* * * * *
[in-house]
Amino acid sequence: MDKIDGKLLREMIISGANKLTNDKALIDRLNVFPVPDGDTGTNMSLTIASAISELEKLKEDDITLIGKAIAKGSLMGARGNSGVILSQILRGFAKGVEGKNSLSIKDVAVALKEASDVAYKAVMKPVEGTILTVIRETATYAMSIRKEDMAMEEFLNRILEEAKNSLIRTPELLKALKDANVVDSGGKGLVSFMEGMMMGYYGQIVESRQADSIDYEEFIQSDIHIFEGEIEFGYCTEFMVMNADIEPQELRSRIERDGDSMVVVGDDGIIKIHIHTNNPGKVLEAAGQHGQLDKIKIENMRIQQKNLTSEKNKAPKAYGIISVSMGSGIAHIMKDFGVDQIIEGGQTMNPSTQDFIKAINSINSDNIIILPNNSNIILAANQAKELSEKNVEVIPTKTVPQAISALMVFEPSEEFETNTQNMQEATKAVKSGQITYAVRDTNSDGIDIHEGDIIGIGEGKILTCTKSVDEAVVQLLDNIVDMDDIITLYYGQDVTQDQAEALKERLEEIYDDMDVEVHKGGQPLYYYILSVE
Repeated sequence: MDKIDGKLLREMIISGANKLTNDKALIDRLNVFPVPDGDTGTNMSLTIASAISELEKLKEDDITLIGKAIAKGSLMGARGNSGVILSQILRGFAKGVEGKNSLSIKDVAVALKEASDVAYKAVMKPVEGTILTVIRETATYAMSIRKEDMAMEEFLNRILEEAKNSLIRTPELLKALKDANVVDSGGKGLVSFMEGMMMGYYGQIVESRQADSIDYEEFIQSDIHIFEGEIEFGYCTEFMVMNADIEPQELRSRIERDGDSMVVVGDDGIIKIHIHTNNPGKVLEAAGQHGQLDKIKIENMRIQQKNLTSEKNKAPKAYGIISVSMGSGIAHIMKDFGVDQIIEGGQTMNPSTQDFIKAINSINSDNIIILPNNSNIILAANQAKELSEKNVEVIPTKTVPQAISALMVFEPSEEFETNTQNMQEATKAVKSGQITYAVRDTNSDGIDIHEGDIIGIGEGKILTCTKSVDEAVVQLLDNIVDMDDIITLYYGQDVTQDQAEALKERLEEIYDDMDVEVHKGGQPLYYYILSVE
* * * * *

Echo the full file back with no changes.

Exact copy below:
[in-house]
Amino acid sequence: MDKIDGKLLREMIISGANKLTNDKALIDRLNVFPVPDGDTGTNMSLTIASAISELEKLKEDDITLIGKAIAKGSLMGARGNSGVILSQILRGFAKGVEGKNSLSIKDVAVALKEASDVAYKAVMKPVEGTILTVIRETATYAMSIRKEDMAMEEFLNRILEEAKNSLIRTPELLKALKDANVVDSGGKGLVSFMEGMMMGYYGQIVESRQADSIDYEEFIQSDIHIFEGEIEFGYCTEFMVMNADIEPQELRSRIERDGDSMVVVGDDGIIKIHIHTNNPGKVLEAAGQHGQLDKIKIENMRIQQKNLTSEKNKAPKAYGIISVSMGSGIAHIMKDFGVDQIIEGGQTMNPSTQDFIKAINSINSDNIIILPNNSNIILAANQAKELSEKNVEVIPTKTVPQAISALMVFEPSEEFETNTQNMQEATKAVKSGQITYAVRDTNSDGIDIHEGDIIGIGEGKILTCTKSVDEAVVQLLDNIVDMDDIITLYYGQDVTQDQAEALKERLEEIYDDMDVEVHKGGQPLYYYILSVE
Repeated sequence: MDKIDGKLLREMIISGANKLTNDKALIDRLNVFPVPDGDTGTNMSLTIASAISELEKLKEDDITLIGKAIAKGSLMGARGNSGVILSQILRGFAKGVEGKNSLSIKDVAVALKEASDVAYKAVMKPVEGTILTVIRETATYAMSIRKEDMAMEEFLNRILEEAKNSLIRTPELLKALKDANVVDSGGKGLVSFMEGMMMGYYGQIVESRQADSIDYEEFIQSDIHIFEGEIEFGYCTEFMVMNADIEPQELRSRIERDGDSMVVVGDDGIIKIHIHTNNPGKVLEAAGQHGQLDKIKIENMRIQQKNLTSEKNKAPKAYGIISVSMGSGIAHIMKDFGVDQIIEGGQTMNPSTQDFIKAINSINSDNIIILPNNSNIILAANQAKELSEKNVEVIPTKTVPQAISALMVFEPSEEFETNTQNMQEATKAVKSGQITYAVRDTNSDGIDIHEGDIIGIGEGKILTCTKSVDEAVVQLLDNIVDMDDIITLYYGQDVTQDQAEALKERLEEIYDDMDVEVHKGGQPLYYYILSVE